Configure OpenBox to start the XFCE4 panel automatically with system boot.

nano ~/.config/openbox/autostart

At the end of the file add:

xfce4-manager &

Save the file by pressing Ctrl+O, hit the Enter key, and then Ctrl+X.


For only Dock Panel

Dock install for open box minimal

1. Install Dock for OpenBox using the given command. This will set up and configure xcompmgr and cairo-dock utilities on your system

sudo apt install xcompmgr cairo-dock

2. Now, tell the OpenBox to start the Dock automatically with system log-in. Edit Autostart script file.

nano ~/.config/openbox/autostart

3. Add the following line at the end of the file and save it using Ctrl+O, hoit the Enter key, and then Ctrl+X.

xcompmgr &cairo-dock -o &


4. Install Display Manager on minimal Debian 11

We also need a display manager to get graphical login capabilities for your Linux distribution. It controls the user sessions and manages user authentication.

sudo apt install lightdm -y


5. Reboot your Debian 11 system

Once done, reboot your system to activate the settings we made above.

sudo reboot

Here is the interface, we get after following the above command with the XFCE panel.

OpenBox Installation on Debian 11 Bullseye Linux


6. Change background wallpaper in Openbox

Those who didn’t like the default wallpaper can follow the given steps to change the wallpaper and set the one as per your choice.

#1st Method:

Install feh package tool

sudo apt install feh

After that use to set whatever image is available on your system or downloaded to set as background

feh --bg-scale /path/to/your/background/image.jpg

set background wallpaper on openbox

#2nd Method:

Alternatively, we can use the graphical tool such as Nitrogen to easily navigate and set wallpaper using any command line:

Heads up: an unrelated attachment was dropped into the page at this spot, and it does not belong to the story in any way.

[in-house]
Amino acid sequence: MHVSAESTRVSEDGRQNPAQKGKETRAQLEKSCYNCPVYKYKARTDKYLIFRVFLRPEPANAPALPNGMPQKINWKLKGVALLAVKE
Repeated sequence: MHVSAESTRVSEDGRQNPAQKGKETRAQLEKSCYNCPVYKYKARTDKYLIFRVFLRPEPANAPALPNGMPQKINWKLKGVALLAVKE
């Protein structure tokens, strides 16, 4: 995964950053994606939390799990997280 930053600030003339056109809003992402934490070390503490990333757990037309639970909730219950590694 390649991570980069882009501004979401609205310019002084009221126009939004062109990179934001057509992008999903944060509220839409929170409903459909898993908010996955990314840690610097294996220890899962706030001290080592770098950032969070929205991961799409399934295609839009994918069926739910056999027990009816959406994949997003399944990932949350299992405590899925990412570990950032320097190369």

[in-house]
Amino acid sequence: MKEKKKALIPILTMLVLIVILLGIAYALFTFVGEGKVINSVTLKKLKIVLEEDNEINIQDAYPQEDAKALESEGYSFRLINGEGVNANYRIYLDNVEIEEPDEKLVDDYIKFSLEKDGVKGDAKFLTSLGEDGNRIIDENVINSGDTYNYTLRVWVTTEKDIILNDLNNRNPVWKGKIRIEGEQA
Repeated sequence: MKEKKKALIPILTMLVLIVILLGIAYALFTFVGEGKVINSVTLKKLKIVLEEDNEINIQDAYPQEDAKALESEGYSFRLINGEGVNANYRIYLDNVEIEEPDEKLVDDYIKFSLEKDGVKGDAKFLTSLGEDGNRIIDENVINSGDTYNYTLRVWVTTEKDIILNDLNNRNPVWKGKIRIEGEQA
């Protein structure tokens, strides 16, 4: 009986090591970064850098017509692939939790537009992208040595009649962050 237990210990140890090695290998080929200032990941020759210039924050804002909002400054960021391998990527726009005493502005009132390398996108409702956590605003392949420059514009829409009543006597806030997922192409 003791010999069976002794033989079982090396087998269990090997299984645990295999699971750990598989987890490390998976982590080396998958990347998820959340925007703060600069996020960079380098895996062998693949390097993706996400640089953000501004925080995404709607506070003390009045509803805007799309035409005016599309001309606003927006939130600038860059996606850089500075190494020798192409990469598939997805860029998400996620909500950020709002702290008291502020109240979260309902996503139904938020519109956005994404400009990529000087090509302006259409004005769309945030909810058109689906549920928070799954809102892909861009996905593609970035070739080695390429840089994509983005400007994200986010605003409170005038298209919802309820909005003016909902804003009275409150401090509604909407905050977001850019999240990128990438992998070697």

sudo apt install -y nitrogen

Once the app is installed, go to Applications and launch the Nitrogen app.
Click on the Preferences.

Set Wallpaper path in Debian

Select the available wallpapers and then click on the Apply button.

Install Nitrogen wallpaper manager


7. Install File Manager Thunar for Openbox – Debian 11

We can install a File Manager application such as Thunar to access all files and folders easily using the Graphical user interface. Thunar is a popular lightweight and fast file manager that will not make your system slow at all.

sudo apt install thunar -y

File Manager Thunar install


8. Graphic configuration tools


With the program obconf you can configure the appearance and behavior of Openbox on Debian 11. The following setting options are available:
option effect
Theme Topic selection (window decoration, colors)
Appearance Fonts and layout of the title bar of a window
Windows special window functions
Move & Resize Behavior when changing the position and/or size of a window
Mouse Window focus and behavior when double-clicking the title bar
Desktops Number of virtual desktops
Margins The behavior of the edge areas of the desktop
dock additional toolbar / program bar

Files with the extension .obt3 can be loaded directly using the ” Install new theme” button. Alternatively, downloaded archive files can also be extracted manually and copied or moved to the hidden user folder ~ / .themes or, in the case of a system-wide installation with root rights, to /usr/share/themes.

openbox graphical configuration tool


Closing thoughts:

Well, this was the quick guide to install and start working with OpenBox on Debian 11 with minimal configuration. This gives your system GUI access without putting any load on system resources.  For performing other configurations and to know more- see the Wiki page of Debian meant for Openbox.


Other Articles:

How to install i3 Window manager on Ubuntu 20.04 or Debian 11
Install Dash to Dock on Pop OS Linux distro



2 thoughts on “How to install OpenBox on minimal Debian 11 Bullseye”

  1. Thank you very much, that’s a very well written tutorial.
    I have a small problem though… 😅
    Is there another step to get “xfce4-panel” starting?
    I added “xfce4-manager &” to the end of the file “~/.config/openbox/autostart”, but the panel does not start.